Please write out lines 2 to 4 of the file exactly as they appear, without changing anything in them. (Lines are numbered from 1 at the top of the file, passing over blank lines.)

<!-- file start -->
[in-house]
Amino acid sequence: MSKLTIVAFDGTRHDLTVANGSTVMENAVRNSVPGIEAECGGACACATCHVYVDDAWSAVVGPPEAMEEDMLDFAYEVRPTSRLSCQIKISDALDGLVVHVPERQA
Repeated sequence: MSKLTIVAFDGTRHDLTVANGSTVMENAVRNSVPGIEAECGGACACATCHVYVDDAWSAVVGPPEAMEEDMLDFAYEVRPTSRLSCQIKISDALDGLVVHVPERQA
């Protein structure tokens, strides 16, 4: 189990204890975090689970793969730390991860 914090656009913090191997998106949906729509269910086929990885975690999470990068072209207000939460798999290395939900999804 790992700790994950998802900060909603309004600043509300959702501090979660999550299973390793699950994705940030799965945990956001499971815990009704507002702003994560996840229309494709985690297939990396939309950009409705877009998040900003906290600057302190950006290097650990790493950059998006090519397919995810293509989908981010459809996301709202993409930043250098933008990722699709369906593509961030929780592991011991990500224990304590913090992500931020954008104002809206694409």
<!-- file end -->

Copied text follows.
Amino acid sequence: MSKLTIVAFDGTRHDLTVANGSTVMENAVRNSVPGIEAECGGACACATCHVYVDDAWSAVVGPPEAMEEDMLDFAYEVRPTSRLSCQIKISDALDGLVVHVPERQA
Repeated sequence: MSKLTIVAFDGTRHDLTVANGSTVMENAVRNSVPGIEAECGGACACATCHVYVDDAWSAVVGPPEAMEEDMLDFAYEVRPTSRLSCQIKISDALDGLVVHVPERQA
């Protein structure tokens, strides 16, 4: 189990204890975090689970793969730390991860 914090656009913090191997998106949906729509269910086929990885975690999470990068072209207000939460798999290395939900999804 790992700790994950998802900060909603309004600043509300959702501090979660999550299973390793699950994705940030799965945990956001499971815990009704507002702003994560996840229309494709985690297939990396939309950009409705877009998040900003906290600057302190950006290097650990790493950059998006090519397919995810293509989908981010459809996301709202993409930043250098933008990722699709369906593509961030929780592991011991990500224990304590913090992500931020954008104002809206694409």